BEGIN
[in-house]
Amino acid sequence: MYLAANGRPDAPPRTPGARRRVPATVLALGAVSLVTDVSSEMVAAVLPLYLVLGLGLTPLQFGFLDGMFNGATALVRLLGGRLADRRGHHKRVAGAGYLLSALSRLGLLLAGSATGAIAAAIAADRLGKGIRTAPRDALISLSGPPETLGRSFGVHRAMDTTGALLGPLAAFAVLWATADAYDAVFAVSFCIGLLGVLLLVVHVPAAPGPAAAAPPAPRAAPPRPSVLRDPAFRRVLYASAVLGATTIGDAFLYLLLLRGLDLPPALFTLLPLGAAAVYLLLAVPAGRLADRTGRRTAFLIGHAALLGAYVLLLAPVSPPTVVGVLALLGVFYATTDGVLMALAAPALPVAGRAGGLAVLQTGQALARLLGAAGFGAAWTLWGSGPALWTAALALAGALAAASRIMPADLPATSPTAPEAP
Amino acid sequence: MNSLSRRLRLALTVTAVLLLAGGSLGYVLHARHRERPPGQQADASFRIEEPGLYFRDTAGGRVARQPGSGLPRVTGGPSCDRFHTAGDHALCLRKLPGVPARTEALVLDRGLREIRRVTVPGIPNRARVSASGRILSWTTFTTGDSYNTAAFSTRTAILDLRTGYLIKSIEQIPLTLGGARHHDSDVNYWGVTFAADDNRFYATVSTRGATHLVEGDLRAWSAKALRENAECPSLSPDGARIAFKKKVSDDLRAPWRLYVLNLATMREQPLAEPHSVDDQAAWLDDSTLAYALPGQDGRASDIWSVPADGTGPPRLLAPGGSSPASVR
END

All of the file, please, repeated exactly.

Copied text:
[in-house]
Amino acid sequence: MYLAANGRPDAPPRTPGARRRVPATVLALGAVSLVTDVSSEMVAAVLPLYLVLGLGLTPLQFGFLDGMFNGATALVRLLGGRLADRRGHHKRVAGAGYLLSALSRLGLLLAGSATGAIAAAIAADRLGKGIRTAPRDALISLSGPPETLGRSFGVHRAMDTTGALLGPLAAFAVLWATADAYDAVFAVSFCIGLLGVLLLVVHVPAAPGPAAAAPPAPRAAPPRPSVLRDPAFRRVLYASAVLGATTIGDAFLYLLLLRGLDLPPALFTLLPLGAAAVYLLLAVPAGRLADRTGRRTAFLIGHAALLGAYVLLLAPVSPPTVVGVLALLGVFYATTDGVLMALAAPALPVAGRAGGLAVLQTGQALARLLGAAGFGAAWTLWGSGPALWTAALALAGALAAASRIMPADLPATSPTAPEAP
Amino acid sequence: MNSLSRRLRLALTVTAVLLLAGGSLGYVLHARHRERPPGQQADASFRIEEPGLYFRDTAGGRVARQPGSGLPRVTGGPSCDRFHTAGDHALCLRKLPGVPARTEALVLDRGLREIRRVTVPGIPNRARVSASGRILSWTTFTTGDSYNTAAFSTRTAILDLRTGYLIKSIEQIPLTLGGARHHDSDVNYWGVTFAADDNRFYATVSTRGATHLVEGDLRAWSAKALRENAECPSLSPDGARIAFKKKVSDDLRAPWRLYVLNLATMREQPLAEPHSVDDQAAWLDDSTLAYALPGQDGRASDIWSVPADGTGPPRLLAPGGSSPASVR